Asheville Steam Station (near Arden, Buncombe County), a coal-fired plant, remains in operation but Duke Energy is building a new natural gas plant in the footprint of one of the old ash basins. A share of the ash there was removed for fill in lined pits at Asheville Regional Airport. The remaining ash is being shipped to a lined landfill in Homer, Ga.

Dan River Steam Station (near Eden, Rockingham County, retired) (near Eden, Rockingham County, retired) ash is being shipped to a lined landfill in Virginia while an on-site landfill is under construction.

Riverbend Steam Station (Mount Holly, Gaston County, retired) ash is being shipped to a lined structural fill project to restore land at the Brickhaven Mine near Moncure.

Sutton Steam Station (Wilmington, Brunswick County, retired) ash is being shipped to the Brickhaven site as well while an on-site landfill is built.

Impoundments at three of the properties must be closed by 2019 to comply with state law. Duke Energy has until 2022 to shut down impoundments outside Asheville, where it is building a new gas-fired power plant.

Despite objections from environmental groups, Duke intends to leave coal ash in the ground at nine coal waste sites, including some of those with the most waste: such as the Roxboro Plant, with 19.5 million tons, and Allen Steam Station, with 16.5 million tons. It is also providing new water supplies to people dependent on well water who live within half a mile of its coal ash impoundments.

This Duke Energy chart reports the amounts of coal ash on 14 utility properties in North Carolina as of June 2016. Ash is being moved off grounds to lined waste sites at sites marked (2). “Path to low” refers to sites where Duke can keep ash in unlined impoundments after any needed dam repairs are finished and after neighbors receive new drinking water supplies.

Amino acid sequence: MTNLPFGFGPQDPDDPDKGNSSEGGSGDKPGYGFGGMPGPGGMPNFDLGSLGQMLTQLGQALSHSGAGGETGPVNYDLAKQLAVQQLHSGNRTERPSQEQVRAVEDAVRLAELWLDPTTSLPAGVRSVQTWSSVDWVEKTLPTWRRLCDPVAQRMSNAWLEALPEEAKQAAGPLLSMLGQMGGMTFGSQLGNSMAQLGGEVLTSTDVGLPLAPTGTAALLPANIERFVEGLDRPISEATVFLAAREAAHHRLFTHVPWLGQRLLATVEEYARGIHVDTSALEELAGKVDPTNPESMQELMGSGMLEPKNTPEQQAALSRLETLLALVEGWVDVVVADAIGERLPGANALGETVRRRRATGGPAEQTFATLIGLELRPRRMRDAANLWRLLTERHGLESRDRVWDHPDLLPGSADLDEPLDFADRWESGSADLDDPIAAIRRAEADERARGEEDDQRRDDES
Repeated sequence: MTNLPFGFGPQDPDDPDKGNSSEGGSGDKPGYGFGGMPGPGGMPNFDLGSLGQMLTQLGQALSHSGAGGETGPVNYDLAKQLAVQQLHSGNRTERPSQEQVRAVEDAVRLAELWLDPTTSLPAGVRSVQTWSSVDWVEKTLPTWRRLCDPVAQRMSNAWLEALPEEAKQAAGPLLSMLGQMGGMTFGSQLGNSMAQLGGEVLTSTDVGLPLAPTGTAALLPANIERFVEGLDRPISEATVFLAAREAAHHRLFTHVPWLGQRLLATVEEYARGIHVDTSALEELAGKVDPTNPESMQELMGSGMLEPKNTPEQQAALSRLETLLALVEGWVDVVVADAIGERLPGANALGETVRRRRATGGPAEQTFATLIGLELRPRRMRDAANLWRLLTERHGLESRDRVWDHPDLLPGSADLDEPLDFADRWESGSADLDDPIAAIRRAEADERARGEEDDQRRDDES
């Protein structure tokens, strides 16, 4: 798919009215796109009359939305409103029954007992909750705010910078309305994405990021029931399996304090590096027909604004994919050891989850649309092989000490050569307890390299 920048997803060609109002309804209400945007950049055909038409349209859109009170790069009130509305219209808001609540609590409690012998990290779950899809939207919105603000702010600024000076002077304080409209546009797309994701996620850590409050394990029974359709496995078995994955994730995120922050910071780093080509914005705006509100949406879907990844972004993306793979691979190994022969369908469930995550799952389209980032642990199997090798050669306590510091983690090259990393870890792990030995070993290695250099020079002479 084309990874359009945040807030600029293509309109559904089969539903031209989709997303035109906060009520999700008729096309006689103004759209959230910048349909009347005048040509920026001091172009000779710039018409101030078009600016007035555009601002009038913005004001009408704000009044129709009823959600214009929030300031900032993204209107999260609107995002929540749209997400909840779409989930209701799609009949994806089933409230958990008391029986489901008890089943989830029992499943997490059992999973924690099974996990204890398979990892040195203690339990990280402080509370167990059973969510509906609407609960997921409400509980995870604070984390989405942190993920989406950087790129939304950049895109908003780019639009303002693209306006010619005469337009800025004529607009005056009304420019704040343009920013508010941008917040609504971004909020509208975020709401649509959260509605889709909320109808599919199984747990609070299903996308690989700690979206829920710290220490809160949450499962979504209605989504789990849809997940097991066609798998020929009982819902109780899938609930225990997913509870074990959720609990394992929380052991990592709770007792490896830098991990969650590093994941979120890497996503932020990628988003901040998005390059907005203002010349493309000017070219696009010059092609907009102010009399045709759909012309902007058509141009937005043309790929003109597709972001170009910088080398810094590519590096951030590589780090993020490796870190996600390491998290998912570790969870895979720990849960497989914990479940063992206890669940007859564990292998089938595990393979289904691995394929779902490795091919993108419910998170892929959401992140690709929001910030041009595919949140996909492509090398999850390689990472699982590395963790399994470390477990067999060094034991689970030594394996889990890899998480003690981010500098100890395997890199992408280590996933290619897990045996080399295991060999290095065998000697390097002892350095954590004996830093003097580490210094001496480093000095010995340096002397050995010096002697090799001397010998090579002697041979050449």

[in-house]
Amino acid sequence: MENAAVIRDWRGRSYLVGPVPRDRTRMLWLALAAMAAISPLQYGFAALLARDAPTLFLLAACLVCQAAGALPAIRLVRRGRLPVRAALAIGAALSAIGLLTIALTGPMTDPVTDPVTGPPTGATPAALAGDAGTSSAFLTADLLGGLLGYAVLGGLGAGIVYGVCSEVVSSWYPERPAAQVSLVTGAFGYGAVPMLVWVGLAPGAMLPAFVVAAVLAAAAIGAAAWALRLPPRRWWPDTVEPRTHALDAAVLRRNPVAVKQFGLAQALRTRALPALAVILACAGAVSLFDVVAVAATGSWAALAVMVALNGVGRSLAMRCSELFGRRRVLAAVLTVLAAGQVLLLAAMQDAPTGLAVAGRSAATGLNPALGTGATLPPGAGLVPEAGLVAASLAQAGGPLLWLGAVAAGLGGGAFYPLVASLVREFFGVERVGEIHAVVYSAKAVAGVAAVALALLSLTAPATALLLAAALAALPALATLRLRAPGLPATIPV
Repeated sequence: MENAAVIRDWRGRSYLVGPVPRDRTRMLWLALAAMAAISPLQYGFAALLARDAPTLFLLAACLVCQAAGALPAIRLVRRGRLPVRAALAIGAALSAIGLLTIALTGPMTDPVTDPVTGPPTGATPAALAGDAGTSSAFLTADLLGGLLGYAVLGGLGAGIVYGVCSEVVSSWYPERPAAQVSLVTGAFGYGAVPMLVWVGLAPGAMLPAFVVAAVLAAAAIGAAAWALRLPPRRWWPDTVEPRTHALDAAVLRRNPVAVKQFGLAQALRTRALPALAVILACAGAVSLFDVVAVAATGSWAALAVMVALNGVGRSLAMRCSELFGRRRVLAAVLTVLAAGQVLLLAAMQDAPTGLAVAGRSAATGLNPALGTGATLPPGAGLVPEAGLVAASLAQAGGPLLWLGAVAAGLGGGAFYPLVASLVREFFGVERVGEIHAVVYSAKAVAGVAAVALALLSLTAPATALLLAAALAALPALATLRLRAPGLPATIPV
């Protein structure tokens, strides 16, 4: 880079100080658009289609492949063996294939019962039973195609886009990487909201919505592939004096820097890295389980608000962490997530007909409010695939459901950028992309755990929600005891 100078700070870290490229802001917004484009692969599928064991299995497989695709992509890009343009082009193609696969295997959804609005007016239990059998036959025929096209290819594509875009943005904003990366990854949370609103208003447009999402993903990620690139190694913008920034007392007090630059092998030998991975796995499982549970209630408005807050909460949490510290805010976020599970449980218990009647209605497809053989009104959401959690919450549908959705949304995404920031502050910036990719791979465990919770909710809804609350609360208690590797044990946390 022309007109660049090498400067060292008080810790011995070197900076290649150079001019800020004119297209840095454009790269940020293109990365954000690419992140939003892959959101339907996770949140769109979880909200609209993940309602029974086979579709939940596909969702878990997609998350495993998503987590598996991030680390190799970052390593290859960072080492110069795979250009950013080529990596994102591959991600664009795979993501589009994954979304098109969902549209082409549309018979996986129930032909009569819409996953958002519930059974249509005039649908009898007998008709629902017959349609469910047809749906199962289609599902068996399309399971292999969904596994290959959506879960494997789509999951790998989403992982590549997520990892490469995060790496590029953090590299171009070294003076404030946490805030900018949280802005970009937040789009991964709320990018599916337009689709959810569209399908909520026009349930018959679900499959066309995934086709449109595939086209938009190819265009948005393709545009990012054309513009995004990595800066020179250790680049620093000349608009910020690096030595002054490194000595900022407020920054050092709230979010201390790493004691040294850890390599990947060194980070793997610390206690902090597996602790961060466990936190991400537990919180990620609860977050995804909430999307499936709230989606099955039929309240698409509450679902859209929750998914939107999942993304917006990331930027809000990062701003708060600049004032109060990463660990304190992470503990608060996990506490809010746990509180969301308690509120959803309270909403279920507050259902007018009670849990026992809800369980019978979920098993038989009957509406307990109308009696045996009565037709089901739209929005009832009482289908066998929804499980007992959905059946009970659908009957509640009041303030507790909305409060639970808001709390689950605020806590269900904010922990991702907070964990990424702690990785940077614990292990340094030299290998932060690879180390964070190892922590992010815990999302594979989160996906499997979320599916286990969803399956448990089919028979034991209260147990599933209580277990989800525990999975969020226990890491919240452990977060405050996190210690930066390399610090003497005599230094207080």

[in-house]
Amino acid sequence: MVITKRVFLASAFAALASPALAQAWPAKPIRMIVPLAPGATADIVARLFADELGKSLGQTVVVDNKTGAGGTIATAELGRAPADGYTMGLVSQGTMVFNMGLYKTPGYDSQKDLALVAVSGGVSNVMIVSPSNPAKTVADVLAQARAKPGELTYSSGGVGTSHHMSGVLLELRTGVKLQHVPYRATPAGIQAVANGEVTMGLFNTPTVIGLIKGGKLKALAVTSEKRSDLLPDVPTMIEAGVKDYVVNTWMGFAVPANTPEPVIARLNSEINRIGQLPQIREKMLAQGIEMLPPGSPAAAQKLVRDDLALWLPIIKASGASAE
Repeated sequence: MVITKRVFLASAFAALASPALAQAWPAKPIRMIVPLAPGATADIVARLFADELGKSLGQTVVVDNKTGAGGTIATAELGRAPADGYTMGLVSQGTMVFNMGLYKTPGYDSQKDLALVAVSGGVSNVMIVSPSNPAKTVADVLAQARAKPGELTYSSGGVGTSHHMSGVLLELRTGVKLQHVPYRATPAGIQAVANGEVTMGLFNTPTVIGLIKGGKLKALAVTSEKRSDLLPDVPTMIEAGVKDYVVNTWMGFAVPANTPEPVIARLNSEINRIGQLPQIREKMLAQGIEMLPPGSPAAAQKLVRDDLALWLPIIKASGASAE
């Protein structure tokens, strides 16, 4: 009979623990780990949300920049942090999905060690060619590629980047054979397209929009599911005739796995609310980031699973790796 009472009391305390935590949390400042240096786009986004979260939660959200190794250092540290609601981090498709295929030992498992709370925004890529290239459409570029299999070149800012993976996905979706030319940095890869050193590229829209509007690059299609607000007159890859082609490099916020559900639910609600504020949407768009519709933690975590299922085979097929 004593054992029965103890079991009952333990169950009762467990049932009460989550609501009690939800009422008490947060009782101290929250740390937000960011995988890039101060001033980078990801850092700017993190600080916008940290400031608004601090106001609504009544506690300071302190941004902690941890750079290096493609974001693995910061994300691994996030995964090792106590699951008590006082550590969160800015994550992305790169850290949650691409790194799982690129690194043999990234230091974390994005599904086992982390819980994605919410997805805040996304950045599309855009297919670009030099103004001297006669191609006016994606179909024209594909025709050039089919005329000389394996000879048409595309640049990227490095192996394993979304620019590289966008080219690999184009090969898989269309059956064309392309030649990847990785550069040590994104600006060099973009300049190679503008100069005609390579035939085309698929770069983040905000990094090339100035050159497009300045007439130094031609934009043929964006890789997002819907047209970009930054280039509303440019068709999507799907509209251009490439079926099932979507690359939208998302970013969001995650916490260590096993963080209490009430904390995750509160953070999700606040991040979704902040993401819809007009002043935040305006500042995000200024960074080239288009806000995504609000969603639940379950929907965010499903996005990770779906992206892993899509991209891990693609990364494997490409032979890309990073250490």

Closure approval standards

The state’s Coal Ash Management Act requires DEQ to approve plans only if they adequately protect public health and the environment.

In addition to detailing what it will do with its ash, CAMA requires that Duke must develop plans for controlling any leachate — water that has percolated through waste and absorbed some of its potentially toxic constituents. Duke must also make plans to monitor the former impoundments for at least 30 years, unless the company can show that it is unnecessary.

Coal ash is not designated as hazardous waste by the Environmental Protection Agency. But because it contains contaminations such as mercury, cadmium and arsenic, federal rules established in 2014 stipulate that its disposal must be managed and monitored, particularly to prevent pollution of ground and surface waters.

Clean Water for North Carolina wants state regulators and Duke to be sure that the transport and eventual burial of the ash pose no environmental risk on or off Duke properties.

The environmental advocacy group has argued that Duke should retain liability for that coal waste in case  any environmental impacts reach beyond its utility properties.

The use of non-utility landfills to store coal ash is growing, particularly in the southeastern United States. Lawmakers in at least two state legislatures have proposed regulations and laws to limit or control transport flow of the waste into their respective states. Last month in Northampton County, the private company VistaGreen withdrew plans to build a coal ash landfill after residents voiced concerns.

The project, however, may be revived, according to local news reports.

Note: Descriptions of where ash is being shipped from Dan River and Riverbed steam stations were corrected after Duke Energy identified errors in information it provided North Carolina Health News.

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Catherine Clabby

Catherine Clabby (senior environmental reporter) is a writer and editor. A former senior editor at American Scientist magazine, Clabby won multiple awards reporting on science, medicine and higher education...